Table IV lists the combined yields at 93 R + O pool octane. The C5 + yield from reforming the total C5 + charge to 93 R + O is 74 volume percent. Combining unprocessed C5 + C6 fraction (84 R + O) with the reformate from C7 + charge at 97 R + O gives 77 volume percent 93 pool octane C5 + gasoline - a 3 volume percent yield gain over that obtained from reforming the C5 + charge to 93 (R + O) octane. An additional 1 volume percent increase is obtained by combining the dense phase processed C5 + C6 fraction (92 R + O) with reformate from C7 + charge at 94 R + O according to the process of this invention. Furthermore, the yield advantage for the combination process will increase with higher pool octanes.
Table II______________________________________C5 + Charge Composition, Wt. % Raw Naphtha.sup.(a) After Preheat.sup.(b) (Charge to Pretreat) (Charge to Reformer)______________________________________C5 's, Total 7.0 7.1 i-C5 0.2 1.1 n-C5 0.8 6.0 C5 = 6.0 --C6 's, Total 15.4 15.6 i-C6 0.5 2.4 n-C6 1.6 12.8 C6 = 12.9 -- MCP 0.3 0.3 Benzene 0.1 0.1C7 's, Total 23.1 23.4 i-C7 1.2 3.9 n-C7 1.7 16.5 C7 = 17.2 -- Cyclo C5 's 1.2 1.2 Toluene 1.8 1.8C8 's, Total 18.5 18.8 i-C8 2.4 4.0 n-C8 1.4 10.3 C8 = 10.2 -- Cyclo C5 's 2.2 2.2 Aromatics 2.3 2.3C9 's, Total 14.2 14.4 i-C9 4.3 5.4 n-C9 1.0 6.9 C9 = 6.8 -- Cyclo C5 's 0.8 0.8 Aromatics 1.3 1.3C10 's, Total 10.9 11.0 Paraffin -- 8.8 Olefin -- -- Naphthene -- 0.7 Aromatic -- 1.5C11 's, Total 9.4 9.5 Paraffin -- 7.4 Olefin -- -- Napthene -- 0.6 Aromatic -- 1.5Unk-nowns 1.5 -- 100.0 100.0______________________________________ .sup.(a) Specific gravity of raw naptha 0.7363. .sup.(b) Severity of treat sufficient to staturate olefins only (85% straight chain, based on C5 = composition).
Table III______________________________________Reforming Yields and Octanes Example 2 Example 3 C5 + Pretreated Charge C7 + Pretreated Charge______________________________________C5 + Octane 91.0 93.0 94.9 92.0 93.9 96.0No., R+OC5 + Yield, 76.0 74.0 72.0 73.8 72.4 70.8Vol. %Inlet Temp., 908 920 932 892 899 908° FYields, Wt. %H2 1.3 1.4 1.6 1.4 1.5 1.6C1 1.1 1.2 1.3 1.1 1.2 1.3C2 2.6 2.8 3.1 2.8 3.0 3.2C3 6.8 7.3 7.8 7.4 7.7 8.1C4 9.0 9.6 10.2 9.9 10.2 10.8C5 + 79.1 77.6 76.1 77.4 76.4 75.2______________________________________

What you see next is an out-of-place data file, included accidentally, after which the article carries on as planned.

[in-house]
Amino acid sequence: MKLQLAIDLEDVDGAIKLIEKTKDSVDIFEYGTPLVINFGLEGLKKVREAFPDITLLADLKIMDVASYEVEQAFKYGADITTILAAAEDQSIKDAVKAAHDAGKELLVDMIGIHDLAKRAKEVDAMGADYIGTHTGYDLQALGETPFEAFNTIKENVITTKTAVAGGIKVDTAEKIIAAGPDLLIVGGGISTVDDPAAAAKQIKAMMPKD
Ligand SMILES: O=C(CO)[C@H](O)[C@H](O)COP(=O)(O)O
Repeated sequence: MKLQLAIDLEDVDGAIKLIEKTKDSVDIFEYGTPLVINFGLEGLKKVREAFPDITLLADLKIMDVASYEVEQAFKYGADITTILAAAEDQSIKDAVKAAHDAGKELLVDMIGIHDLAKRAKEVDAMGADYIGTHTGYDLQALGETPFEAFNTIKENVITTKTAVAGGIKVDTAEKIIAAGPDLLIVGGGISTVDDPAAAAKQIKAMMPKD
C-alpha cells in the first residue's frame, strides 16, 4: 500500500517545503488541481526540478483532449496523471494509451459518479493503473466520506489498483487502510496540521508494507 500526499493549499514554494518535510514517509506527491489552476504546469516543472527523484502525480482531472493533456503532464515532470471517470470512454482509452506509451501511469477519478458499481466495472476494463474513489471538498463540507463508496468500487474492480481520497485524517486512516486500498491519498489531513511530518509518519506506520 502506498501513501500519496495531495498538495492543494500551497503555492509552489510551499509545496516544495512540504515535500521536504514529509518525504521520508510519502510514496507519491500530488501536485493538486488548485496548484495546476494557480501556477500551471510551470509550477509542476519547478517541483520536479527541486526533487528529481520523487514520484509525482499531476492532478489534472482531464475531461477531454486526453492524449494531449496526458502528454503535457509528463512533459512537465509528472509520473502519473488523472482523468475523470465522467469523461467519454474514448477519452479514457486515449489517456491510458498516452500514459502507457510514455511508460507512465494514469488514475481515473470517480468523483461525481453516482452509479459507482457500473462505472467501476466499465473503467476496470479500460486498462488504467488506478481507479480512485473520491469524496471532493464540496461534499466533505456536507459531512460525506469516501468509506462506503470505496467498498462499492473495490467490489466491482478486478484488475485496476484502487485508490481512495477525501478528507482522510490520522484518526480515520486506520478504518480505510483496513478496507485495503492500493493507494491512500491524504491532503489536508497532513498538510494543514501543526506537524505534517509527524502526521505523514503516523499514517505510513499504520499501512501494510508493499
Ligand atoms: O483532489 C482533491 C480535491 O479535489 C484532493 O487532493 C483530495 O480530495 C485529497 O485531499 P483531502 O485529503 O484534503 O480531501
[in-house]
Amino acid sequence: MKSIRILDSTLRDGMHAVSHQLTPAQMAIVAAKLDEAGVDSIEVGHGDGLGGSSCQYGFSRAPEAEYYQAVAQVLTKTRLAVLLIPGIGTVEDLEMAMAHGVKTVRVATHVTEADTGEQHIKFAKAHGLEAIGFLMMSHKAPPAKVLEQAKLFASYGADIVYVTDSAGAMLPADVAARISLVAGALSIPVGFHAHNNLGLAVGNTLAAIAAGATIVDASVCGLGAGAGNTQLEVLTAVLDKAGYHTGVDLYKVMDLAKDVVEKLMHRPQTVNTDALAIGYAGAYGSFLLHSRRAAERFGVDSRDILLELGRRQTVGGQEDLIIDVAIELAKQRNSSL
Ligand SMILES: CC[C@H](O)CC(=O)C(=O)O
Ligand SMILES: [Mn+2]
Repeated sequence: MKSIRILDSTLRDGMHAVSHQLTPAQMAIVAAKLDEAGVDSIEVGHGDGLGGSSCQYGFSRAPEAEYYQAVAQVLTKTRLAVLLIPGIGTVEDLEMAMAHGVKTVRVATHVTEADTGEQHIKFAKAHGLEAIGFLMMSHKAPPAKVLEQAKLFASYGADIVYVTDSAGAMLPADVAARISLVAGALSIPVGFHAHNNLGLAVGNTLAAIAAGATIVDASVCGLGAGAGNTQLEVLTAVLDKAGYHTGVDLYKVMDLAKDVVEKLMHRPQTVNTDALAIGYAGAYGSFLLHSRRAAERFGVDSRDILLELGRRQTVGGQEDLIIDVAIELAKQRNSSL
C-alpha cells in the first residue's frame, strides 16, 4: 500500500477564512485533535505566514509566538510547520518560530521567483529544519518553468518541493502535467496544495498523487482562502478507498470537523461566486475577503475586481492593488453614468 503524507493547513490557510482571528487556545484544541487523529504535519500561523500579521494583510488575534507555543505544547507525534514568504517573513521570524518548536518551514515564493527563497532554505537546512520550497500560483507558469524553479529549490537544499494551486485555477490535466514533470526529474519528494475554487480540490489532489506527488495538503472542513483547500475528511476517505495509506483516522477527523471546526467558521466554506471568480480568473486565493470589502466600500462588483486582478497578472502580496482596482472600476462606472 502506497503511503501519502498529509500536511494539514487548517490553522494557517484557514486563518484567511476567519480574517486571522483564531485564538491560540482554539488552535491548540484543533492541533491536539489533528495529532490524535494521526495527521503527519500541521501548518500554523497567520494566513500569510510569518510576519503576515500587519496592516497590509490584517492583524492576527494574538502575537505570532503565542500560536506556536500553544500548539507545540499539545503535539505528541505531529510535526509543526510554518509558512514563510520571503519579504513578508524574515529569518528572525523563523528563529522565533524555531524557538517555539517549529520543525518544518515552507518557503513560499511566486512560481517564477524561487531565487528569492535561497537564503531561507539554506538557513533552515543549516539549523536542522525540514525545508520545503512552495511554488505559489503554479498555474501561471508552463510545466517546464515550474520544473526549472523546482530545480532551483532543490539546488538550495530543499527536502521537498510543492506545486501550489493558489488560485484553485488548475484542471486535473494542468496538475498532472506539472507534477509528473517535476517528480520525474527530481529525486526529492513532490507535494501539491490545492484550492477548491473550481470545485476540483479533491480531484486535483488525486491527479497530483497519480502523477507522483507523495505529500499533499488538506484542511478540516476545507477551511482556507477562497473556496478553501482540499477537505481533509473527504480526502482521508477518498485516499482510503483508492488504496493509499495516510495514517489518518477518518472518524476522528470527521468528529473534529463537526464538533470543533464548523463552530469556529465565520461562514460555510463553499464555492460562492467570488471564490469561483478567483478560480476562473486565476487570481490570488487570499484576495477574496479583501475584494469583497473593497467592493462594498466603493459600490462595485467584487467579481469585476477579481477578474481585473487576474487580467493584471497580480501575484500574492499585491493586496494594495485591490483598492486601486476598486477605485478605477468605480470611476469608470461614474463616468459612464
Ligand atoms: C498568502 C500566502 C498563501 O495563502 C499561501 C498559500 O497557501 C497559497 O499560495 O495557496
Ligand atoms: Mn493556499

Table IV__________________________________________________________________________Combined Yields at 93 Pool Octane (R+O) Reforming C7 + Reforming Blend with Blend with Dense C5 + Unprocessed C5 + C6.sup.(a) Phase Processed C5 + C6.sup.(b)__________________________________________________________________________C5 + Yield, Vol. % 74.0 77.2 78.1C5 + O.N., R+O 93.0 93.0 93.3Yields, Wt. %H2 1.4 1.3 1.2C1 1.2 1.1 0.9C2 2.8 2.6 2.3C3 7.3 6.4 6.0C4 9,6 8.6 7.9C5 + 77.6 80.0 81.7 100.0 100.0 100.0__________________________________________________________________________ .sup.(a) C7 + reformed to 97 R+O, raw C5 + C6 84 R+O, linear blending. .sup.(b) C7 + reformed to 94 R+O, dense phase processed C5 C6 92 R+O, linear blending.
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|U.S. Classification||208/79, 208/57, 518/703, 208/950, 518/705, 585/277, 585/407, 518/728, 585/251|
|International Classification||C10L1/06, C10G35/095, C10G59/06|
|Cooperative Classification||C10L1/06, Y10S208/95, C10G35/095, C10G59/06|
|European Classification||C10G35/095, C10L1/06, C10G59/06|